One of the most consumed drugs in the US, and the most commonly taken analgesic worldwide, could do much more than just take the edge off your headaches.

According to a study from 2020 that measured changes in people's behavior when under the influence of the common over-the-counter medication, a cetaminophen increases risk-taking.

When the findings were published, Baldwin Way from The Ohio State University said that acetonephen made people feel less negative emotion when they considered riskier activities.

Reducing risk perception and increasing risk-taking could have important effects on society.

A growing body of research suggests that the effects of pain reduction on psychological processes, such as receptivity to hurt feelings, is related to the effects of acetaminophen.

According to the research, people's ability to perceive and evaluate risks can be impaired by taking acetaminophen. The effects might be slight, but they're worth noting, given that acetaminophen is the most common drug ingredient in America, found in over 600 different kinds of over-the-counter and prescription medicine.

In a series of experiments involving over 500 university students as participants, Way and his team measured how a single dose of acetaminophen randomly assigned to participants affected their risk-taking behavior, compared against placebos randomly given to a control group.

In each of the experiments, participants had to inflate a balloon on a computer screen and then make a profit. To make sure they didn't lose money if they popped the balloon, they were told to pump the balloon as much as possible.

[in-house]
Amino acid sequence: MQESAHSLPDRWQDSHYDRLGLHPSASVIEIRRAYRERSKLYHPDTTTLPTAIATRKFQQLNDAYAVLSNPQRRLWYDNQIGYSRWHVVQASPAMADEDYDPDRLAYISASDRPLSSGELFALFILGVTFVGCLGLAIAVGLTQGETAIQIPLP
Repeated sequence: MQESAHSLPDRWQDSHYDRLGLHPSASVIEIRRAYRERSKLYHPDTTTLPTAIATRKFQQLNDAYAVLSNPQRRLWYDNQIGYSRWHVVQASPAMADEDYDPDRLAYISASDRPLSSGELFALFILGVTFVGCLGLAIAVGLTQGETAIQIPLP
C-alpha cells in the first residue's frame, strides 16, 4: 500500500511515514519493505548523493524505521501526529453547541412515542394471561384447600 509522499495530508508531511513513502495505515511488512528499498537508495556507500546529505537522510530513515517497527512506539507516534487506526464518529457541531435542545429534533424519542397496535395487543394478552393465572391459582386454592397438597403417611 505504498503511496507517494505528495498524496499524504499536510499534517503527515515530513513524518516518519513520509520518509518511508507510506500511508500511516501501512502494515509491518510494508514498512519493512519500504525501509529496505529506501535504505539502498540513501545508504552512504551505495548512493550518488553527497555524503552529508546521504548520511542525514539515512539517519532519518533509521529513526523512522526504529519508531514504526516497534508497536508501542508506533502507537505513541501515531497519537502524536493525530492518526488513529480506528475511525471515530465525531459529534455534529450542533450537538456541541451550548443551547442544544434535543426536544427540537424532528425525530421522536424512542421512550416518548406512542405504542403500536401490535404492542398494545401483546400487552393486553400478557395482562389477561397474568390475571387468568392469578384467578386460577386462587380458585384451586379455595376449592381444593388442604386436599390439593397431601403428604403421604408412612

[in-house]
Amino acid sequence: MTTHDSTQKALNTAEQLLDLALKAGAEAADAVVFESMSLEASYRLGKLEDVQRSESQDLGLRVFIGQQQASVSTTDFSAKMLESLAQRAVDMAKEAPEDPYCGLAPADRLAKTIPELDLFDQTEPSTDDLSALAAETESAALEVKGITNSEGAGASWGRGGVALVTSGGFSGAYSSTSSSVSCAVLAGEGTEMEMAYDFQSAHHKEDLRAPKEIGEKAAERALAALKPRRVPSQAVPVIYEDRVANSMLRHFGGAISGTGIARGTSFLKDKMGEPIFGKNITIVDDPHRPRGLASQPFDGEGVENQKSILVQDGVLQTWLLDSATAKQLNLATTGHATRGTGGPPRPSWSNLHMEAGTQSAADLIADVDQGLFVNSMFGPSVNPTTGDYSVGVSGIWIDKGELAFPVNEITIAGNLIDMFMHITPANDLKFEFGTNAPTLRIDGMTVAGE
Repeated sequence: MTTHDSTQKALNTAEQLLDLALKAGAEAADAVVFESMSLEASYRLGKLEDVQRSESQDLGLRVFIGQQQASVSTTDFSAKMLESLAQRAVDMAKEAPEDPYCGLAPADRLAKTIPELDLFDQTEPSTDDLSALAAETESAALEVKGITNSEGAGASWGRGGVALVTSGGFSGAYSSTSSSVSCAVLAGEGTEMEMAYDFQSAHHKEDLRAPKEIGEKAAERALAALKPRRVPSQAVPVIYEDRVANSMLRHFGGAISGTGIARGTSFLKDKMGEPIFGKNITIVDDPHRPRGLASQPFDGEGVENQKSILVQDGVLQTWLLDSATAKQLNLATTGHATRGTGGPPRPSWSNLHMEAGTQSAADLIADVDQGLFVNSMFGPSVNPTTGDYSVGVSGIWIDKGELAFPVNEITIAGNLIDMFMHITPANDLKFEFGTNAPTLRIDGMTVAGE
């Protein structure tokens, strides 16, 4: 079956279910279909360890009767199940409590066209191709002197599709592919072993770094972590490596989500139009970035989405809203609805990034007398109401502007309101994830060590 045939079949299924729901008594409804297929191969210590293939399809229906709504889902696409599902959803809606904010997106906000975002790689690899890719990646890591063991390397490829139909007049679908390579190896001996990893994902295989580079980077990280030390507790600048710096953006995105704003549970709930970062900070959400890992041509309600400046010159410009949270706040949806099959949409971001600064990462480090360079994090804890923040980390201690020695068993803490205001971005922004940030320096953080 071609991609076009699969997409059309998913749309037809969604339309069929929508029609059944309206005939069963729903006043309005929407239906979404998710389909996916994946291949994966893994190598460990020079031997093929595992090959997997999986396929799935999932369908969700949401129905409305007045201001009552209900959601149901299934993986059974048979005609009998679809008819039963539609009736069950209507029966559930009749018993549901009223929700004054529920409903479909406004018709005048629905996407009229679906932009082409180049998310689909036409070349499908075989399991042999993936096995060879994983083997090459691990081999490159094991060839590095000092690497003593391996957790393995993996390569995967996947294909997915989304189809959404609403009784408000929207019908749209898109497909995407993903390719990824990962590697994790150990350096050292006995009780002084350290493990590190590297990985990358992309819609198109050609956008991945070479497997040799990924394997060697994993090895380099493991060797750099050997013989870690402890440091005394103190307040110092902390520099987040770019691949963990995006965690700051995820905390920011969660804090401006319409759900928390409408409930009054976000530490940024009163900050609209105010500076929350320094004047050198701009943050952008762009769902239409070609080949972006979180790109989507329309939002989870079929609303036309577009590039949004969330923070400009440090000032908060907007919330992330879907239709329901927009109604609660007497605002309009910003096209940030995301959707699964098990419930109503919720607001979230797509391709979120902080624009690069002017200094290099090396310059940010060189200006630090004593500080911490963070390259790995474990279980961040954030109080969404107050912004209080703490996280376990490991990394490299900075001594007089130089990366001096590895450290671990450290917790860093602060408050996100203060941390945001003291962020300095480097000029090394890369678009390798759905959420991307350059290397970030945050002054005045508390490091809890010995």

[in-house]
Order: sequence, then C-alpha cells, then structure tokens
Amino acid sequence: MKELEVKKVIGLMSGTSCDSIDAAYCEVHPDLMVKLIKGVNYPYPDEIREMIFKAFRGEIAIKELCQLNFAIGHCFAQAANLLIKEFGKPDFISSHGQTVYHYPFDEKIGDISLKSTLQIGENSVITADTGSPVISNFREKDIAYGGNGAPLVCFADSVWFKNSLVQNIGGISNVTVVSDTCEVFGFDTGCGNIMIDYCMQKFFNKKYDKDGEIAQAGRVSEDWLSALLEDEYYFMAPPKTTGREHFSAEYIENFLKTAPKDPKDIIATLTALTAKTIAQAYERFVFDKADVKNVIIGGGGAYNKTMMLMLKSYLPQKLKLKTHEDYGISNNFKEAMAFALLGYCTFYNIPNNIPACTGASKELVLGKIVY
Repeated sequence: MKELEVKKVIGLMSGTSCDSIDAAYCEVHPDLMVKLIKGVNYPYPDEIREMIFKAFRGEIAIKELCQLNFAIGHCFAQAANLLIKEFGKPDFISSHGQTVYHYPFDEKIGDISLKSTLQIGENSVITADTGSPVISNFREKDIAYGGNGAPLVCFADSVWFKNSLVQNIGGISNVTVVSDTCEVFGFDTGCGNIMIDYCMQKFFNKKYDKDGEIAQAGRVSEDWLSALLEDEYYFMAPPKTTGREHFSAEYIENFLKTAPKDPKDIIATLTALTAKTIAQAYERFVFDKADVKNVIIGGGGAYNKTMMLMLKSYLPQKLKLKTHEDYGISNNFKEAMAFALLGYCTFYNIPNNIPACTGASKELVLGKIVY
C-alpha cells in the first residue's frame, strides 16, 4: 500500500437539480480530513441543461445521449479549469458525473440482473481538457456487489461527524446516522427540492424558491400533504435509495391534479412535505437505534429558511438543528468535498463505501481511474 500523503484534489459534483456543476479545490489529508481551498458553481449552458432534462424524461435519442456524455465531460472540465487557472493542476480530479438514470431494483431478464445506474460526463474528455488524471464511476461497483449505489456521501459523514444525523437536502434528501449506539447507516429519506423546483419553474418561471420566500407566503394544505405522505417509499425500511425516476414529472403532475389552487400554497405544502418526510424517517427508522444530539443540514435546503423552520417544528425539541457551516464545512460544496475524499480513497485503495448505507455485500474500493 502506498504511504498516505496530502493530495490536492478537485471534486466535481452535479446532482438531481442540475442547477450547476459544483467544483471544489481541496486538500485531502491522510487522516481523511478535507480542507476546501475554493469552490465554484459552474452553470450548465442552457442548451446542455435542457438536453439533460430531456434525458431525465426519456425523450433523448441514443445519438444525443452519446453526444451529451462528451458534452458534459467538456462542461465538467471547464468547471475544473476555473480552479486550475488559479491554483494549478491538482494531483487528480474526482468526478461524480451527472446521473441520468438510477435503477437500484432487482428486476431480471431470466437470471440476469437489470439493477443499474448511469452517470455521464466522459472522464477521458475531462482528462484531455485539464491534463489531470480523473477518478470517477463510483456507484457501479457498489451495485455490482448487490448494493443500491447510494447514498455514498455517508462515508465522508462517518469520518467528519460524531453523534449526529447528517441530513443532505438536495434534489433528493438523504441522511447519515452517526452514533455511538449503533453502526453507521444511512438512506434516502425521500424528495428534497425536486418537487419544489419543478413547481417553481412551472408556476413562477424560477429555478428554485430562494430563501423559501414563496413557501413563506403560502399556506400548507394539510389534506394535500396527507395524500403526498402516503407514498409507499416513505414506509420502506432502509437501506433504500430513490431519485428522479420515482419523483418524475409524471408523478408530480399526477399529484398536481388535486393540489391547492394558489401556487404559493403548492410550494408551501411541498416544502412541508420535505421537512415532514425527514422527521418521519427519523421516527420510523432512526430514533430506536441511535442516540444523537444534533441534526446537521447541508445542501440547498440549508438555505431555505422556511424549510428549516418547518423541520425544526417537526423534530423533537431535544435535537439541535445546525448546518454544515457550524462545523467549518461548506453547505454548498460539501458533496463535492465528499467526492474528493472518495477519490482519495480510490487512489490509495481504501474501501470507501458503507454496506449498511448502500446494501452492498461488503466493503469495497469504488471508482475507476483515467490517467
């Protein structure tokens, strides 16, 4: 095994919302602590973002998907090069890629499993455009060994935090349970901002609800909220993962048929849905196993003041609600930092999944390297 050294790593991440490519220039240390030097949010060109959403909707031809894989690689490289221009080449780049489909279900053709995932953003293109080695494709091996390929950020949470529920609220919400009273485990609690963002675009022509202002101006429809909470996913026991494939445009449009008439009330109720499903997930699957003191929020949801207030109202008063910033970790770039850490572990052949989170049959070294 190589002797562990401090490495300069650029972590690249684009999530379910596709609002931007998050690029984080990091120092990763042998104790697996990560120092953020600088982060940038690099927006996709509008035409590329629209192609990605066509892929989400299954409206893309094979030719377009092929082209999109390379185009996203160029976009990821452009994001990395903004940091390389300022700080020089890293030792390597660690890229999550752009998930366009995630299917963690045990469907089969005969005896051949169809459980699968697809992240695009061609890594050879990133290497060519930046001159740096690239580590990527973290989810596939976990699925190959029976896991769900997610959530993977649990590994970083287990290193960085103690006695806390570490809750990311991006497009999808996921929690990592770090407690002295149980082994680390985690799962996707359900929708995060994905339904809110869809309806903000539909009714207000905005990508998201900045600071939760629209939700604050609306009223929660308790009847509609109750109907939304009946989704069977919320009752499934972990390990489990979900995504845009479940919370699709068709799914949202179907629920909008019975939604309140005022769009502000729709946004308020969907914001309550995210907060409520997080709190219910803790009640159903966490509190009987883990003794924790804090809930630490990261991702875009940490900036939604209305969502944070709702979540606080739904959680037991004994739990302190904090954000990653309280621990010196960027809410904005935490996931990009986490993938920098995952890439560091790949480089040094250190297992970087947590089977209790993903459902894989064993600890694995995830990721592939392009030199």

The students who took acetaminophen engaged in more risk taking than the placebo group. Those on the drug pumped their balloons more than the control did.

If you don't want the balloon to burst and lose your money, you can cash out a few times.

As the balloon gets bigger, we believe they have less anxiety about how big the balloon is getting and the chance of it bursting.

In addition to the balloon simulation, participants also filled out surveys, rating the level of risk they perceived in various hypothetical scenarios, such as bungee jumping off a tall bridge, or driving a car without a seatbelt.

In one of the surveys, the consumption of tylenol appeared to reduce the perceived risk compared to the control group.

The team concluded that there is a significant relationship between taking a drug and choosing to take it more often.

They acknowledge that the drug's effects on risk-taking behavior could be seen in other ways.

The researchers theorize that as the balloon increases in size, those on placebo feel more anxious.

They end the trial when the anxiety gets too high. This anxiety may be reduced by the use of acetaminophen.

The team said that exploring psychological alternative explanations for this phenomenon, as well as investigating the biological mechanisms that affect people's choices in situations like this, should be addressed in future research.

While they're at it, scientists will have future opportunities to further investigate the role and efficacy of acetaminophen in pain relief more broadly, after studies in recent years found that the drug can be ineffective at pain relief.

According to Way, we might want to rethink some of the advice.

Way said that someone with mild COVID-19 symptoms might not think it's as risky to leave their house and meet with people if they're taking a drug.

More research needs to be done on the effects of over-the-counter drugs on our decisions.

The findings were published in a journal.

The article was first published in September 2020.